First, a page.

So although we never used the term worldview, since it was not commonly used in Christian circles then, I grew up with a basic concept of worldview thinking. When the Christian worldview bandwagon came along and I read a little about it, my first thought was "ho-hum." I'd been examining other people's worldviews and finding them wanting for years, and I wasn't afraid to ask the sort of questions that showed the incoherence of their systems. Yet, while the exercise was helpful in firming up my own faith, I couldn't point to one person who had come over to my worldview, even when answering my questions tied them up in knots as they tried to make a coherent system out of their incoherent one. And as I understood it from my surface level reading on the concept of worldview, the whole point was to show how my faith made more sense than their ideology in order to bring them over to my side. Well, it hadn't proved to be a sure-fire weapon for me!
This leads me to one of the reasons I like Mark Bertrand's Rethinking Worldview: he takes the concept of worldview thinking beyond the area of apologetics into other areas of our lives as Christians. His conviction is that "any treatment of the intellectual dimensions of worldview that doesn't lead into a discussion of how to profitably live and speak in this world is incomplete." Worldview thinking, he writes, "must help make us better believers and doers of the truth." This book, then, lead us to consider things we may not have examined previously in the light of a biblical worldview, like sanctification and suffering and even our reading.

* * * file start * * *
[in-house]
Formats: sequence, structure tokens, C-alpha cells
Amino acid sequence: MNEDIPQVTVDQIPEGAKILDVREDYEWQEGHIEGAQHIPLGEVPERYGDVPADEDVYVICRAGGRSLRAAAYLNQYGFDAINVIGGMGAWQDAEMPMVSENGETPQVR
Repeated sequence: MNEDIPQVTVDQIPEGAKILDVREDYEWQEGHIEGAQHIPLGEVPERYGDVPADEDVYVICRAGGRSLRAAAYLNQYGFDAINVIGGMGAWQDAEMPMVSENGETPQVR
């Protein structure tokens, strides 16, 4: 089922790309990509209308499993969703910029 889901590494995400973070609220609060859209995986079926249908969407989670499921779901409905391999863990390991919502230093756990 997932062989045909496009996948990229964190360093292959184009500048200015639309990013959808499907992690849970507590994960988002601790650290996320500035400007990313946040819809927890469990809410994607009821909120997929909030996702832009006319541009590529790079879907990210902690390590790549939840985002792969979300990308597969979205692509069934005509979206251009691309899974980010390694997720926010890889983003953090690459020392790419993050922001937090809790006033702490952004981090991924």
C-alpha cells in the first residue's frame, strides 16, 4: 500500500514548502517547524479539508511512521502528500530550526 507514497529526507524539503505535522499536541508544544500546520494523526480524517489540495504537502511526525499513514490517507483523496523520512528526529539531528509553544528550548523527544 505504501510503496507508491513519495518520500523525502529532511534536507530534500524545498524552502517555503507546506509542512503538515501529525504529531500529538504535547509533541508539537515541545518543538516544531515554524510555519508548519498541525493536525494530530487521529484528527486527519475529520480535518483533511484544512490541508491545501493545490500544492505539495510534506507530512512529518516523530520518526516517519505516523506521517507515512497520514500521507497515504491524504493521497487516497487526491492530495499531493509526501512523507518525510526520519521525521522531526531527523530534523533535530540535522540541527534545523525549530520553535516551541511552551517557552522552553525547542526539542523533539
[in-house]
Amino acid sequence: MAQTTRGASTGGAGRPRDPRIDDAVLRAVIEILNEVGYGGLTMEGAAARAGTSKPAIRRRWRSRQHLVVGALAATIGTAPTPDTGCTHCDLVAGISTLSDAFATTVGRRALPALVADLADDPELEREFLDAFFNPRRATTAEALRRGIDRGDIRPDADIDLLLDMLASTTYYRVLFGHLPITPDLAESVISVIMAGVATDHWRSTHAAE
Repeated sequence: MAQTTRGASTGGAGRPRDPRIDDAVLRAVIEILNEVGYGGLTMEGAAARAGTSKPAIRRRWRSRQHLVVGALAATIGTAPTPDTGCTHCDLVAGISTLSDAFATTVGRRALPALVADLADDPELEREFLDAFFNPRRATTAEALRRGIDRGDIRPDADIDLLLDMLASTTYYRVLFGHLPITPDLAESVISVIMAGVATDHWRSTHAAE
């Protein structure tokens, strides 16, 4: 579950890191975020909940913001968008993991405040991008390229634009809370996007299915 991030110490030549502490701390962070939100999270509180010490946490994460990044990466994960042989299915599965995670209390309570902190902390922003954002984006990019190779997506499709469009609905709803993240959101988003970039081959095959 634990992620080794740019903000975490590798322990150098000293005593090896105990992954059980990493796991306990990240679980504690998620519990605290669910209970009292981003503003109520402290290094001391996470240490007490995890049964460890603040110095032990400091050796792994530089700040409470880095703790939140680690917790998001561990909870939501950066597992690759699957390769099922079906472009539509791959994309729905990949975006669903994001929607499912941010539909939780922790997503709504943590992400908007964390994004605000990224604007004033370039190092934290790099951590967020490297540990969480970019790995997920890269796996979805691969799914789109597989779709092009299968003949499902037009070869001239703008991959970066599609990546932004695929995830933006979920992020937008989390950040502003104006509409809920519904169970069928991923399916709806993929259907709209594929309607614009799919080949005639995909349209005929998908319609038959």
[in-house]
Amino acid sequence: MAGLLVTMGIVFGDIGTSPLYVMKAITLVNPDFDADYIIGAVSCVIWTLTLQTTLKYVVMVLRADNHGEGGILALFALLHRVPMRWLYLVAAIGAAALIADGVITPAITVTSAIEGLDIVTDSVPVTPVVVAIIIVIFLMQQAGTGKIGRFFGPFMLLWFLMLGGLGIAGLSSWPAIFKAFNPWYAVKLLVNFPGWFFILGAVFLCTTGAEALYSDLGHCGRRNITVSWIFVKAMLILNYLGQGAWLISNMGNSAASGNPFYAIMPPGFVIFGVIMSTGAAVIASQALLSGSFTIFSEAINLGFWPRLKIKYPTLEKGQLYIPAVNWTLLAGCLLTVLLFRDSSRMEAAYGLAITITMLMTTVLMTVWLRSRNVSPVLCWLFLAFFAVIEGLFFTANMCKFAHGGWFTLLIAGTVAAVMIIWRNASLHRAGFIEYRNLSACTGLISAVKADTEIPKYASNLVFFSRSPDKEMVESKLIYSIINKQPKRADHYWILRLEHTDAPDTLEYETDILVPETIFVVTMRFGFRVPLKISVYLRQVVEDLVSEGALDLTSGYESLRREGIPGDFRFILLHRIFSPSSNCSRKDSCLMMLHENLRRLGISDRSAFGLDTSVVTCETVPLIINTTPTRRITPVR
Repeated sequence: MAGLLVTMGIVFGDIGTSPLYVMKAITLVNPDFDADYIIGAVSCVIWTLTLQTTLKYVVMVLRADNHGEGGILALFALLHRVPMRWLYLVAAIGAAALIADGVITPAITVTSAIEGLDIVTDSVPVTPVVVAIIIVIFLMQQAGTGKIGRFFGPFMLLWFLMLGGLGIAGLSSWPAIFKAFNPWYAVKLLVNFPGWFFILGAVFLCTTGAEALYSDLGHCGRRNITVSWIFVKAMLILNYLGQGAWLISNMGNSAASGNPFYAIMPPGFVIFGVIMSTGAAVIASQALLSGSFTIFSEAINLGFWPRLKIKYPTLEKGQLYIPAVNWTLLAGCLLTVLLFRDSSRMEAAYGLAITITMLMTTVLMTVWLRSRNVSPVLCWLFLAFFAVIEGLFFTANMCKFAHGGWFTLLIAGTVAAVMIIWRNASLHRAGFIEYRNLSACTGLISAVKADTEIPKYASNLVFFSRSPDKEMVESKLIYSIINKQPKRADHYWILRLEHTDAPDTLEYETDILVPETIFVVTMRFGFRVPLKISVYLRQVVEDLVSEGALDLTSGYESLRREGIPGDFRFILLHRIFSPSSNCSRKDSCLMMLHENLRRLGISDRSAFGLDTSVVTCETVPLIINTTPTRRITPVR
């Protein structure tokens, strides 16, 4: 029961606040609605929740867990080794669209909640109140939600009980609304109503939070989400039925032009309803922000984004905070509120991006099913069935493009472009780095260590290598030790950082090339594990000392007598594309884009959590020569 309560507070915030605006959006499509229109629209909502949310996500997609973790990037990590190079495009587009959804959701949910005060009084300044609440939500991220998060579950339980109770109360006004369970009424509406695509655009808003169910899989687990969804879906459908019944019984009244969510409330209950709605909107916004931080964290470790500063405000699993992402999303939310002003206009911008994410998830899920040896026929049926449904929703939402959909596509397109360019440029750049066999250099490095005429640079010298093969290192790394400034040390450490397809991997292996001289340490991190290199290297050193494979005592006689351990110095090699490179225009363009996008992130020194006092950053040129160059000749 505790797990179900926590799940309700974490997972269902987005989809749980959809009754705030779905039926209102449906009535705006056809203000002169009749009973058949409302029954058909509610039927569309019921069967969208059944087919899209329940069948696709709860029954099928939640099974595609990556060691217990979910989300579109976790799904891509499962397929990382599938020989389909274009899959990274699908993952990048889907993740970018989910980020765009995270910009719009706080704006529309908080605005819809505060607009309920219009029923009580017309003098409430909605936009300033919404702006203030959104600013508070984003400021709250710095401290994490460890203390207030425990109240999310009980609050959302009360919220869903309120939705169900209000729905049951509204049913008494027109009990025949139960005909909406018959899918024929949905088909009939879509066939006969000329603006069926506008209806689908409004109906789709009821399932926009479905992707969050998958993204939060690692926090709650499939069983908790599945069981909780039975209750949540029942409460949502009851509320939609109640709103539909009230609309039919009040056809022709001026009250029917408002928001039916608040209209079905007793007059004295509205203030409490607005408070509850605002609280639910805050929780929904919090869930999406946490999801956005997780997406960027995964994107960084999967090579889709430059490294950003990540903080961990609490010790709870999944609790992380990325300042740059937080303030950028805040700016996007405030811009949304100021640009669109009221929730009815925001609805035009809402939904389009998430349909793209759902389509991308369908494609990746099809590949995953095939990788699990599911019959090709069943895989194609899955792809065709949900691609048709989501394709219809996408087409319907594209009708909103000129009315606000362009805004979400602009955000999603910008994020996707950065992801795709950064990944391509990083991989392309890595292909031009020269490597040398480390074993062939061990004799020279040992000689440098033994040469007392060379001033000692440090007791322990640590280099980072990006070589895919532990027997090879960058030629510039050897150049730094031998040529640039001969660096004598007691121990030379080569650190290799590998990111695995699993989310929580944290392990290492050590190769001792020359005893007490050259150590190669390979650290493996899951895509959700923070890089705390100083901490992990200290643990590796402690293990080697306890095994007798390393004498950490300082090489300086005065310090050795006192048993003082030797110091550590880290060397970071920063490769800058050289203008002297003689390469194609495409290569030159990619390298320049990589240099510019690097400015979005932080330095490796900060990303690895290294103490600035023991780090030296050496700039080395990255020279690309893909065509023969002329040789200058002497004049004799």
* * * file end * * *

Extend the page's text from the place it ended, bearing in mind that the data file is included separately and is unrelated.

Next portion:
Toward the end of the book there is a section that looks at worldview thinking as it relates to Christian imagination and the art that flows from it. It's clear that as an artist himself, this is an area Mark Bertrand has thought through carefully. This section will be of special interest to you if you enjoy creative work, either as an artist or as someone who values the creative work of others.
Style-wise, Rethinking Worldview is much like a chat over the dinner table. Mark Bertrand makes good use of his storytelling ability in raising his questions and making his points, so you shouldn't be bored or struggle to understand as you are reading. If you are new to the idea of worldview thinking and you're a little scared that it will all be too difficult for you to understand, this book is a good place to start. Or maybe you're more like me: You think you've heard it all before and you're a little jaded. I'd be willing to bet that you, too, will find a few things here to make you rethink what you thought you knew.